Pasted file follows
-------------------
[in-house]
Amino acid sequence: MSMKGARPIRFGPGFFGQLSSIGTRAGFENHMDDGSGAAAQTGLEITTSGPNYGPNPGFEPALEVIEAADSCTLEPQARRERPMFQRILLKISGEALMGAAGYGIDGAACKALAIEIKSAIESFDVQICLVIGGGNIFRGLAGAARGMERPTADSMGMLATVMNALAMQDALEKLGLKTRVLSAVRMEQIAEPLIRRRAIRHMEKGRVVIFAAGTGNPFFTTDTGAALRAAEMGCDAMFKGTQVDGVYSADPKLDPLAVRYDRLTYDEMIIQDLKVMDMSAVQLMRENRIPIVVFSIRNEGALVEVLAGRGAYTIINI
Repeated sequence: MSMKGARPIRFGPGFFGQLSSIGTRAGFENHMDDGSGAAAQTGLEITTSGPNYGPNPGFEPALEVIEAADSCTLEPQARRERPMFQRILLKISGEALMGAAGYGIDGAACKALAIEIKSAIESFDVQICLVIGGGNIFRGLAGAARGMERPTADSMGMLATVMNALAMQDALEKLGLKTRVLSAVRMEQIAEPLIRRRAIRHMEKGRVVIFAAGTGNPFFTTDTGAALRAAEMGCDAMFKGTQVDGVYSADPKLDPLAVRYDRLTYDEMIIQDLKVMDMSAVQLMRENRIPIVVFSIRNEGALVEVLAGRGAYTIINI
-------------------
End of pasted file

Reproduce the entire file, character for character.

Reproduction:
[in-house]
Amino acid sequence: MSMKGARPIRFGPGFFGQLSSIGTRAGFENHMDDGSGAAAQTGLEITTSGPNYGPNPGFEPALEVIEAADSCTLEPQARRERPMFQRILLKISGEALMGAAGYGIDGAACKALAIEIKSAIESFDVQICLVIGGGNIFRGLAGAARGMERPTADSMGMLATVMNALAMQDALEKLGLKTRVLSAVRMEQIAEPLIRRRAIRHMEKGRVVIFAAGTGNPFFTTDTGAALRAAEMGCDAMFKGTQVDGVYSADPKLDPLAVRYDRLTYDEMIIQDLKVMDMSAVQLMRENRIPIVVFSIRNEGALVEVLAGRGAYTIINI
Repeated sequence: MSMKGARPIRFGPGFFGQLSSIGTRAGFENHMDDGSGAAAQTGLEITTSGPNYGPNPGFEPALEVIEAADSCTLEPQARRERPMFQRILLKISGEALMGAAGYGIDGAACKALAIEIKSAIESFDVQICLVIGGGNIFRGLAGAARGMERPTADSMGMLATVMNALAMQDALEKLGLKTRVLSAVRMEQIAEPLIRRRAIRHMEKGRVVIFAAGTGNPFFTTDTGAALRAAEMGCDAMFKGTQVDGVYSADPKLDPLAVRYDRLTYDEMIIQDLKVMDMSAVQLMRENRIPIVVFSIRNEGALVEVLAGRGAYTIINI